Intentional shelling by government militaries has also exacerbated the difficulty for humanitarian workers to operate. Sri Lanka provides a practical illustration of this model. In 2009, many humanitarian workers were forced to pull out of providing relief to affected victims in the Sri Lankan government’s fight against the Tamil Tiger Liberation Front (LTTE) due to the insecure environment. Although the Sri Lankan government formally denied it, the United Nations found they had ‘systematically shelled hospitals on the frontline’.[viii] Further inquiry confirmed several government artillery shells struck a hospital in Puthukkudiyiruppu. This has led many in the humanitarian community to attempt to place more pressure on states to take stronger action to prevent violence against healthcare personnel. The ICRC stressed militaries recognise ‘how violence disrupting the delivery of healthcare is becoming a serious and widespread humanitarian challenge’. In Sri Lanka, the government shelling rendered the provision of healthcare services extremely challenging with lack of staff and resources, high mortality, and reduced ability to travel.[ix] The incessant attacks provide physical evidence of a widening divide between the priorities of states and humanitarian actors. By destroying healthcare facilities, state and military actors are making humanitarian work subordinate to strategic purposes, while damaging the humanitarian workers’ capacities to maintain neutrality and impartiality.

Cited as one of the most dangerous places in the world to be a health-care provider, Syria is a frightening example of how conflict actors direct attacks against health systems to further their own goals. The medical research journal Lancet recently released a preliminary report on the ‘weaponisation’ of healthcare in Syria. The Syrian regime is reported to have increasingly targeted health facilities, with the Syrian Network for Human Rights reporting 289 attacks on medical facilities, ambulances, and Syrian Arab Red Crescent bases – 96 per cent of which were by Syrian or Russian forces.[x] The complex situation provides a difficult but essential question for the international community, how best to respond to ever-increasing attacks on medical neutrality in one of the most brutal conflicts in recent history?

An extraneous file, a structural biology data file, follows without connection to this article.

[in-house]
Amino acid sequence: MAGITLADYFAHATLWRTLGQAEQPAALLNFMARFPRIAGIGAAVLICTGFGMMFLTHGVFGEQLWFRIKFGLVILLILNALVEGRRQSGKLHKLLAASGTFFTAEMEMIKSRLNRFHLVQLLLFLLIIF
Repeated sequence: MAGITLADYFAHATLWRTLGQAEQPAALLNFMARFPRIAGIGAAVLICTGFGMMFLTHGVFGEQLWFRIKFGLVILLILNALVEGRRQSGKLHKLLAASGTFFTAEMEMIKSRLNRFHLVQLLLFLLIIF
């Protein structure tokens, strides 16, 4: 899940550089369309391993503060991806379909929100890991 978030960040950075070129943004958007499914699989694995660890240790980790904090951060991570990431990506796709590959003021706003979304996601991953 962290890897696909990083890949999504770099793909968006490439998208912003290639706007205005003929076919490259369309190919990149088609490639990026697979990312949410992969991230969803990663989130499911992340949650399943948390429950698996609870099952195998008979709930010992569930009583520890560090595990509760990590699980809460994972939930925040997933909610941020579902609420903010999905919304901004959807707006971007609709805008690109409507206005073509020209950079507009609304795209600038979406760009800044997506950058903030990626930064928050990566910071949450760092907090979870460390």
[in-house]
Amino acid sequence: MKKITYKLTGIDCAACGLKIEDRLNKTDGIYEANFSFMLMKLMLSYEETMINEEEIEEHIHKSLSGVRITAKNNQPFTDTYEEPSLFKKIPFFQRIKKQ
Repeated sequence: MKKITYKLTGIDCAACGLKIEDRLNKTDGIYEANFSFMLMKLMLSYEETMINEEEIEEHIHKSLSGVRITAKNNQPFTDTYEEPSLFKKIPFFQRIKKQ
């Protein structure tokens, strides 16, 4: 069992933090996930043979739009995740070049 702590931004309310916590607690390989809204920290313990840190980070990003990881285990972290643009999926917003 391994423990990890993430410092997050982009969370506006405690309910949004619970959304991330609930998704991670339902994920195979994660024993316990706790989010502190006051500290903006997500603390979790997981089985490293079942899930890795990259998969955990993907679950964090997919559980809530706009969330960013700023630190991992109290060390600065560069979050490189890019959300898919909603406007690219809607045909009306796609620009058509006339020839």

Conflict is already known to trigger a ‘brain drain’ on affected-countries, and the decreasing respect for health services is likely to only exacerbate this situation. This World Health Day, it is vital to pay attention to the struggles of health and humanitarian workers in conflict, and highlight the ever-dangerous situations they face. With depression the theme of this World Health Day, it is ever more important to focus on the strengthening of health systems in conflict. With the basic tenets of healthcare becoming a more prevalent strategic objective in modern warfare, the burden of non-communicable diseases and mental health will only be exacerbated even further in post-conflict societies by this loss of infrastructural capability.

Emily Webster (@emilylwebster) is currently pursuing her Master’s in Conflict, Security and Development at King’s College London. She previously graduated from King’s with a BA in War Studies and History.

[i] World Health Organisation, “Attacks on Healthcare 2014 and 2015”, p.3, accessed April 3rd 2017.

[ii] Ibid.

[iii] Chris Johnston and Agencies, “MSF Afghanistan Hospital Airstrike Deathtoll Reaches 42”, The Guardian, 12th November 2015.

[iv] Chris Johnston and agencies, “MSF Afghanistan Hospital Airstrike”, 12th November 2015.

[v] Ibid.

[vi] Ibid.

[vii] Spencer Ackerman and Sune Engel Rasmussen, “Kunduz hospital attack: MSF’s questions remain as US military seeks no charges”, The Guardian, 29th April 2016.

[viii] Report of the Secretary General’s Panel of Experts on Accountability for Sri Lanka, Executive Summary, United Nations, 31st March 2011, accessed March 31st 2017.

[ix] Mahinda Kommalage & Harshani Thabrew, “Running an ETU in a newly established IDP camp in Sri Lanka”, Medicine, Conflict and Survival, (2010), p.93.

[x] Fouad, Fouad M et al, “Health workers and the weaponisation of healthcare in Syria: a preliminary inquiry for American University of Beirut Commission on Syria”, The Lancet, 14th March 2017.